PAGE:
Book: Alan Parker
Music and Lyrics: Paul Williams
Director: Sean Holmes
Bugsy Malone has its origins as a 1976 gangster musical film directed by Alan Parker and played entirely by children. Parker’s imaginative concept and the catchy songs by Paul Williams made it an enduring family favourite.
The story covers a turf war between rival Chicago gangs. One gang has gained the edge by discovering superior artillery: the iconic ‘splurge’ guns. The title character is a hustler on the fringes of the mobsters’ world. He is drawn into the conflict in order to raise money to transport his starstruck girlfriend to Hollywood.
Rather than having a full company of children, there is a central core of 21 children alternating in 7 central roles, supported by a versatile adult ensemble. In performance, this works seamlessly as the adults enter into the fun completely, matching their style to the junior principals.
The set, by Jon Bausor, is a black wall with fire escapes and a range of entrances which effectively capture the Film Noir genre. This is versatile enough to represent most settings but it is relieved by a brightly coloured bar insert for the scenes set in a speakeasy.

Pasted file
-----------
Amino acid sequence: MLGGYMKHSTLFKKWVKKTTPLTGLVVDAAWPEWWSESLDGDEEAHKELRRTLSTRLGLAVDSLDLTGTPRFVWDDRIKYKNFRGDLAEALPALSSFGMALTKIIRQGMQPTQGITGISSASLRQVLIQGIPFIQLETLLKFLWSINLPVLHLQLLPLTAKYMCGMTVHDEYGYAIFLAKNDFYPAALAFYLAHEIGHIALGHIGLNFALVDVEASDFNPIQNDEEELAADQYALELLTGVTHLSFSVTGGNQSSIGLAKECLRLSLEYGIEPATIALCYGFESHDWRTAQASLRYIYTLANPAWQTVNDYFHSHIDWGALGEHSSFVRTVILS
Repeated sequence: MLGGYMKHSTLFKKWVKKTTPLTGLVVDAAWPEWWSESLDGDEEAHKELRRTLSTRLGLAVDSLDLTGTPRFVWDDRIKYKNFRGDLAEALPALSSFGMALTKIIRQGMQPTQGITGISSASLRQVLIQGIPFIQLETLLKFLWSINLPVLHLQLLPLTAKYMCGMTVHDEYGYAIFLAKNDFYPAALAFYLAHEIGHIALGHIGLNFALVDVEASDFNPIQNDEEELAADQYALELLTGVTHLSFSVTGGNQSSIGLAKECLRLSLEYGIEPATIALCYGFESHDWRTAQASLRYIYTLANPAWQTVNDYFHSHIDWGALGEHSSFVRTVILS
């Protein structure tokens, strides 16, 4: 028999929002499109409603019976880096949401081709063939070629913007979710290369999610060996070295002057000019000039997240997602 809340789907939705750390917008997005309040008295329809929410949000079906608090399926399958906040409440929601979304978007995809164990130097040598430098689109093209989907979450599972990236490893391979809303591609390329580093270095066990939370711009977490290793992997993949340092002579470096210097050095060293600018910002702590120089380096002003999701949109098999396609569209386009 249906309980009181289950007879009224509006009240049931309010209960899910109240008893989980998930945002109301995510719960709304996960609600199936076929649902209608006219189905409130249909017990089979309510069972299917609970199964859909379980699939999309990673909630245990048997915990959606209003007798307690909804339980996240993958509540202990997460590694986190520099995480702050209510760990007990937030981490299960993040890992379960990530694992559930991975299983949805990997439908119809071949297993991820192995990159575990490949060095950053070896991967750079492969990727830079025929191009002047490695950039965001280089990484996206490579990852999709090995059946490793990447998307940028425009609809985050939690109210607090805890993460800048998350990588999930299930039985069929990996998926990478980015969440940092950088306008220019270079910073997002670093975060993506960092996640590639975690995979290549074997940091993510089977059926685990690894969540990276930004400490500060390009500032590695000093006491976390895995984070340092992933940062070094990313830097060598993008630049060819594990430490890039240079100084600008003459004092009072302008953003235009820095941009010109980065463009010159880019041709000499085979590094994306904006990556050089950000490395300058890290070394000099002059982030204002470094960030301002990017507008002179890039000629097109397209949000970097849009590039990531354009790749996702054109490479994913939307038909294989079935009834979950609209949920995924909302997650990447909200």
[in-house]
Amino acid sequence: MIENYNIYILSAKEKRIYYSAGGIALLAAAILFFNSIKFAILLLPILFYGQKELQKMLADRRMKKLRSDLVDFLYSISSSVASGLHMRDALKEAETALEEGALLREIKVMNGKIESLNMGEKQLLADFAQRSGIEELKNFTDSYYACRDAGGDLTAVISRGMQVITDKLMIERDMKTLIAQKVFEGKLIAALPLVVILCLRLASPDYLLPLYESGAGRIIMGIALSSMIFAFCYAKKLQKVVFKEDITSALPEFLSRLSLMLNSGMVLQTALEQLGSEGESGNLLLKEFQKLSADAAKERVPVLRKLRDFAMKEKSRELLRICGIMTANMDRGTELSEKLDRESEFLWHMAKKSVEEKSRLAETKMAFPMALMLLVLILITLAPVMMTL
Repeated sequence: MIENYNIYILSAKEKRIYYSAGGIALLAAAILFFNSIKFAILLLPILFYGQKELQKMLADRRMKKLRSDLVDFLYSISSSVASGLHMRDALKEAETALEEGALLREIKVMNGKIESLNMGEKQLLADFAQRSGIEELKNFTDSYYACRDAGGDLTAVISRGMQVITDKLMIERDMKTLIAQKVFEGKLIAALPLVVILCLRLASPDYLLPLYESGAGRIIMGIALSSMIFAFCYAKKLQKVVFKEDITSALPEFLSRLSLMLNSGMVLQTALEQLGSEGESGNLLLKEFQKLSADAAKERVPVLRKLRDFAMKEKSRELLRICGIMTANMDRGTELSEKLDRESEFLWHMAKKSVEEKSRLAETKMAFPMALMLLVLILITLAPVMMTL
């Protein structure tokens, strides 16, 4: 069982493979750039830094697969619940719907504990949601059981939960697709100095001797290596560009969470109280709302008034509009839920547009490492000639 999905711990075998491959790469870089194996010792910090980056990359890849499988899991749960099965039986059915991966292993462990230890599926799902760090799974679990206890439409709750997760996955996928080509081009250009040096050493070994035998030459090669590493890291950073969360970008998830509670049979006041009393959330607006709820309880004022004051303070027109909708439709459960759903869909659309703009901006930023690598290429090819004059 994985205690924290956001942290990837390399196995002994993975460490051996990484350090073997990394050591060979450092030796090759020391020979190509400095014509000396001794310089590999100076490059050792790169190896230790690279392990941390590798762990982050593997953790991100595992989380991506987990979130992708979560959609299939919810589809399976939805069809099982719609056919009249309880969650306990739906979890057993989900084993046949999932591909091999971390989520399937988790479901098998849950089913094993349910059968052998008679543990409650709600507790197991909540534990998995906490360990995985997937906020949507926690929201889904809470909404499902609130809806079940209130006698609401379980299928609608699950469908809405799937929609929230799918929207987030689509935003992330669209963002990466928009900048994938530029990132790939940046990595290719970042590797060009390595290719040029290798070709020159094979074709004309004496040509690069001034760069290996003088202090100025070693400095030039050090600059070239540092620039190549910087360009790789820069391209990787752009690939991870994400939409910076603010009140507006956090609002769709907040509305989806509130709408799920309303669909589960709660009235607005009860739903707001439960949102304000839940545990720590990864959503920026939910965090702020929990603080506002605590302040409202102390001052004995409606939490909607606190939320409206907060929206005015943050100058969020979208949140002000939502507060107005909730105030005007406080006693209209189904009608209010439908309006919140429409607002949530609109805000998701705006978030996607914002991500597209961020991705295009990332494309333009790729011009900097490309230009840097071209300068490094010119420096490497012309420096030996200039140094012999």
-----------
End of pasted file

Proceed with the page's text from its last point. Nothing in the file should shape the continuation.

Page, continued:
Drew McOnie’s inventive choreography, well-executed by the company, perfectly evokes the 1920s, whilst delivering lots of humour and fun. Sean Holmes’ direction delivers a slick, stylish show, beautifully costumed, again by Bausor.
The young principals power the show extremely well. In the cast for this performance, Jasmine Sakyiama opens the show with great assurance as Tallulah, the worldly gangster’s moll. She is consistently polished throughout, delivering her signature song and some smoky ballads with a precocious style. Mia Lakha as Blousey Brown, the aspiring showgirl, shows a nice balance of innocence and spirit and a sweet, flexible voice.
Albie Snelson as Fat Sam makes the most of the opportunities for humour the script presented and played up to the audience with real maturity. A moment where he finds himself left to make the scene change alone as all his hoodlums have been ‘splurged’, is extremely funny and he even makes capital from the Theatre Royal’s challenging raked stage. Other cast members also deliver the laughs, particularly as the dim-witted hoodlums and in the well-used device of an audition sequence.
In the title role, Gabriel Payne delivers a stellar performance. It takes a while for the script to give him a chance to shine but, when it does, he shows his versatility as an actor, singer and dancer.
Particular highlights of the show are two set-pieces: a frantic, strobe-lit car-chase and an ingeniously staged boxing scene. A ‘megamix’ style curtain call completes the fun and has the audience on their feet, clapping along.
The second act seems to flow more quickly than the first, perhaps because of the need for exposition, but it is generally pacey enough. The songs retain their effectiveness and, as well as the classic numbers, some less well-remembered gems are given a chance to shine in this production. This is an engaging, fun-filled family show that should please audiences of all ages.
Runs until 20th August 2022.